Spring Awakening: The Directors’ Interview


November 14th, 2017

Omaha, NE—This week, UNO Theatre will begin its run of Spring Awakening, the hit rock musical by songwriter Duncan Sheik and playwright Steven Sater.  Based on the 19th century play of the same name by Frank Wedekind, Spring Awakening is the story of German adolescents struggling to understand sexual intimacy in a society that doesn’t even permit the thought of it. It won eight Tony Awards during its Broadway run, starting in 2006.

As expected from any acclaimed Broadway production, the musical offers dynamic songs, choreography and engaging dialogue, but it also negotiates weighty themes, such as sexual abuse, teen pregnancy and suicide.

One major difference between the original play, the first run of the musical and the Broadway performance was the treatment of a rape scene, which drastically changed the overall story. Considering the musical’s thematic importance in a contemporary setting, directors Doran Schmidt and Wai Yim have decided to stay close to the original text.

“When they brought me into this project to co-direct with Doran, we had a meeting and talk about the original play versus the musical,” Yim said. “So the main thing about the play was the graphicness of the date rape scene, and since this is a university production, I just don’t want to shy away from it. The Broadway production had a softer feel on that subject matter, and we’re not changing the musical. We’re not changing the words or the scene at all, but the visual aspect of how graphic the sex or the realness of the event. We don’t want to romanticize it, especially in the university setting. We don’t want to give permission, and we don’t want to encourage that they can they can romanticize something and turn it into something horrifying. No is a no.”

The conflicts of Spring Awakening are arguably caused by the students’ societally induced naiveté on the issue of sex, and Schmidt believes this is still the case is the world today.

“We do have sexual education now, but I would say that we definitely don’t have enough,” Schmidt said. “There needs to be a more broad understanding across all institutions—just the way that we in day to day can talk about these issues and can learn about these issues and learn about the repercussions of them and how to be safe and how to still have enjoyment, and that it’s not dark and it’s not dirty—that we can learn about sex in a way that prepares us to not experience tragedy.”

Since starting work on this production, many real instances of sexual abuse have been revealed in media, including the acts of actor Kevin Spacey and comedian Louis C.K.. Most notably, accusations against film producer Harvey Weinstein prompted the #MeToo campaign, a call for social media users to share their experiences as victims of abuse.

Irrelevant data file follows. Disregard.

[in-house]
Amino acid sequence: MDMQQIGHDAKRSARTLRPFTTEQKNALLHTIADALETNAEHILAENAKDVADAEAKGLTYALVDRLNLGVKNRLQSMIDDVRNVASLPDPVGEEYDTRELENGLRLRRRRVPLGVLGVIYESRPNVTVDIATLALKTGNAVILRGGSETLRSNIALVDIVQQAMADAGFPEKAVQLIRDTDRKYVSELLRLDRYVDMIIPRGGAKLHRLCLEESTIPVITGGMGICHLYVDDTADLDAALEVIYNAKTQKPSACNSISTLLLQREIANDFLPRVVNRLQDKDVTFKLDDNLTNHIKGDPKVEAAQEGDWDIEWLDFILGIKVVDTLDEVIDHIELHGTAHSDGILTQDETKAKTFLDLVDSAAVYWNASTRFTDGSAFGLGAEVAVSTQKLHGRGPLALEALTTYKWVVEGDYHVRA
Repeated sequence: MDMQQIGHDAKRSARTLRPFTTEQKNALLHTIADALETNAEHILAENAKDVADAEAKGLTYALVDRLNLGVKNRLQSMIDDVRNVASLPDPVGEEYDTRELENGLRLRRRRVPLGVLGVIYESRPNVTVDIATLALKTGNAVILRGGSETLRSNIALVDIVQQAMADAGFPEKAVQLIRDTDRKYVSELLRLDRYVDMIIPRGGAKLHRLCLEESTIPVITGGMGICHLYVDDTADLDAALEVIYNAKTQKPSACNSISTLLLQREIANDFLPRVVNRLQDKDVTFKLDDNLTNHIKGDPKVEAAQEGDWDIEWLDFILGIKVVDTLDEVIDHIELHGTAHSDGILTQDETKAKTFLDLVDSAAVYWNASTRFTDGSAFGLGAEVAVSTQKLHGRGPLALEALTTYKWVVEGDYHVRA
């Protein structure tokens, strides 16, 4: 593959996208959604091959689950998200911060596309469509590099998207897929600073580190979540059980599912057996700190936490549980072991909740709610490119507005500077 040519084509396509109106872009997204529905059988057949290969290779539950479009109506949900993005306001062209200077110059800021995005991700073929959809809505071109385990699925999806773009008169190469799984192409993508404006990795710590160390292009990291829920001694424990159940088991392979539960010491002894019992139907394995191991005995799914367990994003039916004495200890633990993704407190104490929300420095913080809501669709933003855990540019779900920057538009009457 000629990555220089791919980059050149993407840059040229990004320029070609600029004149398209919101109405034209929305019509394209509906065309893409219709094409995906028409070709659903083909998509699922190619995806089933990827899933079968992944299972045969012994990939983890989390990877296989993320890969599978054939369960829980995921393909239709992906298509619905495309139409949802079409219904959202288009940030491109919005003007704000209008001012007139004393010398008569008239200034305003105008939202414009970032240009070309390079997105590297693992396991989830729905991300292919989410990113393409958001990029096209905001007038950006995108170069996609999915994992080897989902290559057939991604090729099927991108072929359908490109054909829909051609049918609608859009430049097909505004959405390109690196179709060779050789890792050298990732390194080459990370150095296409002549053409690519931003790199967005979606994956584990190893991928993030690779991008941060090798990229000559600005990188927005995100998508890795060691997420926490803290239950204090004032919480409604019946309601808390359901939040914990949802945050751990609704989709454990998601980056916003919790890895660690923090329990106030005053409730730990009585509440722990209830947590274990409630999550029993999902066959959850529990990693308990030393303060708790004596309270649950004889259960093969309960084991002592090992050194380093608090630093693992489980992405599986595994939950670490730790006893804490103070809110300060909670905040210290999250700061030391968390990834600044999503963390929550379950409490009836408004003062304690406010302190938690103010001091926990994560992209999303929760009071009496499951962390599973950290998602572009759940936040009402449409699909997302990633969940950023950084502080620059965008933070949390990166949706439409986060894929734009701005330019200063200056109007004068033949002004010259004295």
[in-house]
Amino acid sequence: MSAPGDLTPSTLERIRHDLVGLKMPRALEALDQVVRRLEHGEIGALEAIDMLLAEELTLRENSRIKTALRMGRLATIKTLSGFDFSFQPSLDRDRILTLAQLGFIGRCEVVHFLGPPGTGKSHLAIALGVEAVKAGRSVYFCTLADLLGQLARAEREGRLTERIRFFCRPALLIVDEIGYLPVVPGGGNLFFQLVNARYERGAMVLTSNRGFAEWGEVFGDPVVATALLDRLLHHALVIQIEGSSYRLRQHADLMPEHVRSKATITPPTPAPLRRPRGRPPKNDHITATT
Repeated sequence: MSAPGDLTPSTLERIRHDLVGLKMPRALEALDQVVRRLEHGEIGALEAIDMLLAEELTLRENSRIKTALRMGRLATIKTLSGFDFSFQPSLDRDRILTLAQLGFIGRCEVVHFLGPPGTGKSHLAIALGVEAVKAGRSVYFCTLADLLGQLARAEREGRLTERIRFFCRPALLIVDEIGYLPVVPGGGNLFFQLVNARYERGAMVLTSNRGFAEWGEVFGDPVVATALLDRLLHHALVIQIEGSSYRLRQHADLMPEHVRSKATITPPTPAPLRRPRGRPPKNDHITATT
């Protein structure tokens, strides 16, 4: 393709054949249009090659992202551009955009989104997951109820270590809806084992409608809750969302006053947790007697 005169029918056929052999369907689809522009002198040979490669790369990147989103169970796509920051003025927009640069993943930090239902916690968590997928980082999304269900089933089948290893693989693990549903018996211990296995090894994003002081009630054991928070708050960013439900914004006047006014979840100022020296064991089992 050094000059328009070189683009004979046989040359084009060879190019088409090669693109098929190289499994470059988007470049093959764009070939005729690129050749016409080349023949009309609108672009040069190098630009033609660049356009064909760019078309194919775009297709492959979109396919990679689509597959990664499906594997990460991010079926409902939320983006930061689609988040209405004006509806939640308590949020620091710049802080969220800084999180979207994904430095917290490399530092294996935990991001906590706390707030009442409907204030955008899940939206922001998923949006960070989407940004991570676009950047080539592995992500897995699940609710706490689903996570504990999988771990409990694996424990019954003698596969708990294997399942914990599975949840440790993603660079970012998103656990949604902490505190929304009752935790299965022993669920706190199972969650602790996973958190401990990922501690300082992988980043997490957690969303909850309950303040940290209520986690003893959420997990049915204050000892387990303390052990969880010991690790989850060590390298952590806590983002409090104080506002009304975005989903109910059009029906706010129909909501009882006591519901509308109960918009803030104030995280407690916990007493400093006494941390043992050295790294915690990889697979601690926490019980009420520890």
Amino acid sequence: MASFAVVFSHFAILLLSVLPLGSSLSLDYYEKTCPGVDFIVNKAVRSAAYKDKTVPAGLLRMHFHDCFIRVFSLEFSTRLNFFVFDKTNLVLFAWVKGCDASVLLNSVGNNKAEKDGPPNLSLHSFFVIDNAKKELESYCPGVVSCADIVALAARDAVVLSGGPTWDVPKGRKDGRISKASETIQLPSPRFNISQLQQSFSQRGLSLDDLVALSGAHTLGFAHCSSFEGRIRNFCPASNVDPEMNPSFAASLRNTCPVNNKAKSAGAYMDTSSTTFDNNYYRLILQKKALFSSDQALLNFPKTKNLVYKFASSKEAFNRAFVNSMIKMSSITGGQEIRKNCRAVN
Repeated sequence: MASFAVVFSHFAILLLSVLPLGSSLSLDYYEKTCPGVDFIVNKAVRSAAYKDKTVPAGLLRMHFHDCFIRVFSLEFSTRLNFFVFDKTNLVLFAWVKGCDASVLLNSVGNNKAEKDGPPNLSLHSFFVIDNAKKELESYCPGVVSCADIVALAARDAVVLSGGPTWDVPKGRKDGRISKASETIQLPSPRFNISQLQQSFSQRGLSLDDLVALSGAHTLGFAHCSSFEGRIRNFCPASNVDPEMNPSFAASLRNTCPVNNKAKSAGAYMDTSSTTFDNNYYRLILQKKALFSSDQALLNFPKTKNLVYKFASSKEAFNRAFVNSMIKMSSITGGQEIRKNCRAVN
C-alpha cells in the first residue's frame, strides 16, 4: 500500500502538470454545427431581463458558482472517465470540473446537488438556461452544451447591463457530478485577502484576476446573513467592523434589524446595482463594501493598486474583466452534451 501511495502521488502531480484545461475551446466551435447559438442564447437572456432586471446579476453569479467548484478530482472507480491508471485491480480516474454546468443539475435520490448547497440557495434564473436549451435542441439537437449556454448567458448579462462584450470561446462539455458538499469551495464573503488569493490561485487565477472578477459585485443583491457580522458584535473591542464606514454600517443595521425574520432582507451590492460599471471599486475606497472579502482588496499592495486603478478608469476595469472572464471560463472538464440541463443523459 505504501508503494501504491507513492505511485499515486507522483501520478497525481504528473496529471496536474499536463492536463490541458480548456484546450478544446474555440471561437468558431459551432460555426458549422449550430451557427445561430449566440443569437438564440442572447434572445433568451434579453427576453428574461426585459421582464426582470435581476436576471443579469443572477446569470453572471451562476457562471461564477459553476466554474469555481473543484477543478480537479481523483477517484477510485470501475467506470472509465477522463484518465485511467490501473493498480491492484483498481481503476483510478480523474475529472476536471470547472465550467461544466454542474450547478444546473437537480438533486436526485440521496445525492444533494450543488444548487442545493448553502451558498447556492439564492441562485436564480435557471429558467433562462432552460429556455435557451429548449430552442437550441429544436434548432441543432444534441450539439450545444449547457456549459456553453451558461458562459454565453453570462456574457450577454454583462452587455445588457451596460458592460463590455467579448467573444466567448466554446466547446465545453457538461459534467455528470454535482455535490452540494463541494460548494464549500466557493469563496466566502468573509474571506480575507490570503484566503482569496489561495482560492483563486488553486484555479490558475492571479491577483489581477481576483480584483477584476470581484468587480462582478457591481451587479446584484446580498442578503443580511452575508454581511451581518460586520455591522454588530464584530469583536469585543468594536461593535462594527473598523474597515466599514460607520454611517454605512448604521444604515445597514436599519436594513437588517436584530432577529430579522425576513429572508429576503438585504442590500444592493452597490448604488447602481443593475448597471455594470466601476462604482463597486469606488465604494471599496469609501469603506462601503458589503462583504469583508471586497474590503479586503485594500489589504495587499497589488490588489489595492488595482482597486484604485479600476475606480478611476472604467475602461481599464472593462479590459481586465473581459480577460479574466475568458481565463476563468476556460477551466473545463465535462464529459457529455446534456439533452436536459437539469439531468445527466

“I remember one rehearsal which was extremely heavy because it was the day or the night after the Facebook  #MeToo movement, so we all kind of know it’s happening everywhere—in theater, in schools, in everyday life,” Yim said. “They all have friends, you know, Facebook friends, and we saw those and we kind of said, ‘You know what? That’s why we’re doing the show.’ And that’s why we need to say, ‘Look, it’s still happening every day.’ We all have experienced it personally or witnessed or know somebody else that has done it, so that kind of really centered the whole group in saying, “Yeah, let’s not be afraid. Let’s just go for it.”

Overall, Yim and Schmidt believe that the cast has come together to put together both a highly entertaining and serious dramatic performance.

“In any production in the theater, any time you have a cast, it’s a family, and we talk about that in order to have this space that we can create, it has to be a safe space,” Schmidt said. “It has to be a space that we can all take risks, and our cast has been just wonderful about coming together. They do think of themselves as family, and even outside of rehearsal they talk through these things.

“And the reality is that these themes still exist and in all likelihood in the cast itself and in every single one of our audiences, we are probably going to have one or multiple people that have experienced a date rape or have experienced teen suicide or a death of a family member or abuse, and so that does become difficult—you know, how to separate the creation in the show itself from your real experiences. How do you step into this place? How do you take that risk to actually live through this moment every night at rehearsal and you know for eight shows?”

Spring Awakening, directed by Doran Schmidt and Wai Yim will show at the Weber Fine Arts building on UNO’s campus November 17th and 18th, the 29th and 30th and December 1st and 2nd. Previews of the show are November 15th and 16th. Doors open at 7:00pm with a 7:30 curtain. For more information or tickets, search “UNO Theatre” online.


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